“My great-grandpa emigrated from China to Thailand and settled in Bangkok’s Chinatown,” says Khun Sivakorn, the fourth generation proprietor of Easae. “After starting out as a carpenter,” he adds, “he opened up this coffeeshop in 1927”. Over the years Easae, which is Hainan Chinese slang for prosperity, has relocated three times, but always kept the little Yaowarat community centre feel its customers – Chinese uncles mostly – savour.
The beverages haven’t much changed either, still including o-liang (traditional iced coffee), o-yua (traditional hot coffee) and cha yen (iced-tea). Being deliciousiced-teahunters, we can vouch that Easae’s version is excellent. Also a must try, but more unusual, is heng-yin, almond extracted blended with fresh milk. And who would have thought that jam could be drunk? Order in their cold marmalade jam drink and you’ll discover that it can be as good in a cup as it is slathered on bread. They also serve food, like soft-boiled eggs (very good with pepper and soy sauce), as well as some desserts, like their signature kanom pung sankaya: coconut egg custard, or sankaya, eaten either as a topping on toast or dipped into steamed homemade bread. Having grown up on sankaya, we can one guarantee you that Easae’s is the real deal, with a pure egg taste that you won’t find elsewhere. Other toppings available include jam or even chilli paste.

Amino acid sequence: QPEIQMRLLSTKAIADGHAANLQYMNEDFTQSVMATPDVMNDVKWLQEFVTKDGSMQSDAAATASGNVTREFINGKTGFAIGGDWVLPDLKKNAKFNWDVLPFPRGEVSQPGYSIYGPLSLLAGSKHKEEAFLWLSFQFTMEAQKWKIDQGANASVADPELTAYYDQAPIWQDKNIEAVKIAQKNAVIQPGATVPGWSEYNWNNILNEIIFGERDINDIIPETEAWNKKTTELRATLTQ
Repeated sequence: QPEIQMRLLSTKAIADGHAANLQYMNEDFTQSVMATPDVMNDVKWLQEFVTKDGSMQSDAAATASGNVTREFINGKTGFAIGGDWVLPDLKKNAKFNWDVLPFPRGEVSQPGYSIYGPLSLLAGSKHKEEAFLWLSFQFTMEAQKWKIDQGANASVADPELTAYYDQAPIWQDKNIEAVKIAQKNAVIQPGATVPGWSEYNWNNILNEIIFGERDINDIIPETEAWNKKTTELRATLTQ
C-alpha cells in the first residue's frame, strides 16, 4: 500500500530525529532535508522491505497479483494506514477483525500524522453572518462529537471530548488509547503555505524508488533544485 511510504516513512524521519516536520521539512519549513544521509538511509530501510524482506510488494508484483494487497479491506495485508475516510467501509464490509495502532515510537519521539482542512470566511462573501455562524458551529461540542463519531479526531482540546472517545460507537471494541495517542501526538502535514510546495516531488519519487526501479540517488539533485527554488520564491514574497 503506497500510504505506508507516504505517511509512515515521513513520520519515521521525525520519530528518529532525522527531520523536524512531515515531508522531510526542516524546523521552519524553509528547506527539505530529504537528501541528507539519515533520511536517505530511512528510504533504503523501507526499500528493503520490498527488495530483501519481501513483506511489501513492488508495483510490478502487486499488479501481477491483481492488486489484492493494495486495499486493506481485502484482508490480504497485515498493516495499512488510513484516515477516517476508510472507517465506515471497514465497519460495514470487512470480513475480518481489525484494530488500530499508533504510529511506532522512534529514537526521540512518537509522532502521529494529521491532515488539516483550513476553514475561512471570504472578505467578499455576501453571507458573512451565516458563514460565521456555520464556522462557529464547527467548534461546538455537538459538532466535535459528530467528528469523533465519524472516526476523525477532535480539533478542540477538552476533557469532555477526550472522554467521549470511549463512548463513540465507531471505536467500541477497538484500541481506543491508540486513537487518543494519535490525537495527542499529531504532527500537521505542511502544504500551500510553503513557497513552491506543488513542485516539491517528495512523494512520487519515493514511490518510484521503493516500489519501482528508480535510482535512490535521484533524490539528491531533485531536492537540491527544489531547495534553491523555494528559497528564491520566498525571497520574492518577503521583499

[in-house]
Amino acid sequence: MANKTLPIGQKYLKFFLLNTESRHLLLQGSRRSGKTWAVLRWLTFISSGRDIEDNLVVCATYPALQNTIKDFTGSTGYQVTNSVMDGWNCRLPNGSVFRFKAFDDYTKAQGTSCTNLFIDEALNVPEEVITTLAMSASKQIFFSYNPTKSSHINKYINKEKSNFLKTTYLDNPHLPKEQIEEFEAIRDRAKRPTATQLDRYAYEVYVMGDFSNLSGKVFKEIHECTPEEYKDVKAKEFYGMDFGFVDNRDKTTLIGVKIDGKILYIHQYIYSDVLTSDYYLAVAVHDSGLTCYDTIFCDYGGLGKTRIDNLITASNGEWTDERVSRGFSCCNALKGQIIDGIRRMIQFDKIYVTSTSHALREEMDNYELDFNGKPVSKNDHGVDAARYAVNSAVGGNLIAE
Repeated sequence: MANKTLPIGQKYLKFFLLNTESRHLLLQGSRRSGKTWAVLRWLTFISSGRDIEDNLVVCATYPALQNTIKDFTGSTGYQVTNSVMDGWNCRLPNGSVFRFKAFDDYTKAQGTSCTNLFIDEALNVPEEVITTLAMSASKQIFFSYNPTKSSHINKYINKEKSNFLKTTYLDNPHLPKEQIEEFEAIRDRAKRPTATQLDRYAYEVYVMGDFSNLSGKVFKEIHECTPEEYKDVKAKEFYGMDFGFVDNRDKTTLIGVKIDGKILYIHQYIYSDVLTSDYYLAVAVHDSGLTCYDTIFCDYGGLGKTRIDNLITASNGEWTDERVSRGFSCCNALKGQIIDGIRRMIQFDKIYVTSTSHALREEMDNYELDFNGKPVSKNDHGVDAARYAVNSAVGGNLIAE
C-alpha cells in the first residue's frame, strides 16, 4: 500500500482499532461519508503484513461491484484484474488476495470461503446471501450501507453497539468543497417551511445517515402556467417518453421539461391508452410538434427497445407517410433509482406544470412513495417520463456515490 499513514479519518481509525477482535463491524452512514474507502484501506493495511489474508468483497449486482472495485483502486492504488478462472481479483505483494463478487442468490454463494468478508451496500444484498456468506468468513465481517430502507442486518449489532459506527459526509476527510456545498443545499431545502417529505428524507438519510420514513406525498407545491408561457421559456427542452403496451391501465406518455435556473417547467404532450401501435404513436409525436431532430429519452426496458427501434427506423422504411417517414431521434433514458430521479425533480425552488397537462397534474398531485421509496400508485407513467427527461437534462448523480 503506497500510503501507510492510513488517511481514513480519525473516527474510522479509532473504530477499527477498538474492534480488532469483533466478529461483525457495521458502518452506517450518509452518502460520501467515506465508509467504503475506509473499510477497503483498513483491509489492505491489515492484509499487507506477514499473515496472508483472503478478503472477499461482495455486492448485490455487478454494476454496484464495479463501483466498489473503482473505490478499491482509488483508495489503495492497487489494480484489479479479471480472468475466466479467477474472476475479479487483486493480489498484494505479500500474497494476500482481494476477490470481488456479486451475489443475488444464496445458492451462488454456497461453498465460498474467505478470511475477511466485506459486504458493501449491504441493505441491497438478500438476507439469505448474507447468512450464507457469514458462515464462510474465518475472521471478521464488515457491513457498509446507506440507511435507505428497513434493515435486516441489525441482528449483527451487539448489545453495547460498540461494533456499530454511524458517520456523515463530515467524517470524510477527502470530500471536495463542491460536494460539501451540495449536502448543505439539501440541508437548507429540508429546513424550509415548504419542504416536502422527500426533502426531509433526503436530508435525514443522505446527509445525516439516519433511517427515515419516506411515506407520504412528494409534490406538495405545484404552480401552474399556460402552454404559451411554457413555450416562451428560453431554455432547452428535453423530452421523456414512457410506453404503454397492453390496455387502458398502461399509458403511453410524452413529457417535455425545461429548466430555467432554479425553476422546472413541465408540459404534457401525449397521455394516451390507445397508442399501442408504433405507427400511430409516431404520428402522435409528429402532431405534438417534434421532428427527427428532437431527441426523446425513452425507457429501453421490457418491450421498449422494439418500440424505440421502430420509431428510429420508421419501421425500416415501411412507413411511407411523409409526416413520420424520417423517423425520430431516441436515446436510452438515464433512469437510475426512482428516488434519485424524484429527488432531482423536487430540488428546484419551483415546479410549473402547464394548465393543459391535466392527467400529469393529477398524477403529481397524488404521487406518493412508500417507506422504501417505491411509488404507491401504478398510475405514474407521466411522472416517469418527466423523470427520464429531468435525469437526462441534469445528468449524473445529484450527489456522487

As for Easae’s atmosphere, lets just say that its fun perching on a wooden stool inside this tatty blue shophouse along with all the Yaowarat uncles nattering away in Chinese. Like your peace and quiet? Then order take-away, or visit in the late afternoon, when the sound levels are more bearable and you might even have this old Chinatown gem all to yourself. A tip: as it’s not on the main road finding Easae can be a tad tricky. When you walk down to Yaowarat Road’s Cha Learm Buri junction, enter the first alley on the right and you can’t miss it.
42 Yaowarat – Padsai Rd, Sumpunthawong,
02-221-0549, 081-573-3388 OPEN Daily 5:30am-9pm